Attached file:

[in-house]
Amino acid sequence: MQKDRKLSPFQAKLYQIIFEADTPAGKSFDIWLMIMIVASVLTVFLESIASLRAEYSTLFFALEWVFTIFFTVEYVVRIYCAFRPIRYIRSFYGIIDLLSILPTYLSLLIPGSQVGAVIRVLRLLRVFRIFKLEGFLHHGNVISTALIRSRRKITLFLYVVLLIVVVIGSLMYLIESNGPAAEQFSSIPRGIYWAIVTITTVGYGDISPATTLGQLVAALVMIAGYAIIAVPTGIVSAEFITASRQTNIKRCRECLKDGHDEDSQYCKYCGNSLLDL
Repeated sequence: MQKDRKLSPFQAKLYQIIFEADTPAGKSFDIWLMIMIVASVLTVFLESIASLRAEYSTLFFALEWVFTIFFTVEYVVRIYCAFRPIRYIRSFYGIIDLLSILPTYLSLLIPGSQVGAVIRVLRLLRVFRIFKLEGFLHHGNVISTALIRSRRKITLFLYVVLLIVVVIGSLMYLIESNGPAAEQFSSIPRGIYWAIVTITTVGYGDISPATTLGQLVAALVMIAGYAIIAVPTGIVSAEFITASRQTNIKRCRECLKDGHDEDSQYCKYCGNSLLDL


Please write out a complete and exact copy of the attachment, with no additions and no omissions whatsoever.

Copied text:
[in-house]
Amino acid sequence: MQKDRKLSPFQAKLYQIIFEADTPAGKSFDIWLMIMIVASVLTVFLESIASLRAEYSTLFFALEWVFTIFFTVEYVVRIYCAFRPIRYIRSFYGIIDLLSILPTYLSLLIPGSQVGAVIRVLRLLRVFRIFKLEGFLHHGNVISTALIRSRRKITLFLYVVLLIVVVIGSLMYLIESNGPAAEQFSSIPRGIYWAIVTITTVGYGDISPATTLGQLVAALVMIAGYAIIAVPTGIVSAEFITASRQTNIKRCRECLKDGHDEDSQYCKYCGNSLLDL
Repeated sequence: MQKDRKLSPFQAKLYQIIFEADTPAGKSFDIWLMIMIVASVLTVFLESIASLRAEYSTLFFALEWVFTIFFTVEYVVRIYCAFRPIRYIRSFYGIIDLLSILPTYLSLLIPGSQVGAVIRVLRLLRVFRIFKLEGFLHHGNVISTALIRSRRKITLFLYVVLLIVVVIGSLMYLIESNGPAAEQFSSIPRGIYWAIVTITTVGYGDISPATTLGQLVAALVMIAGYAIIAVPTGIVSAEFITASRQTNIKRCRECLKDGHDEDSQYCKYCGNSLLDL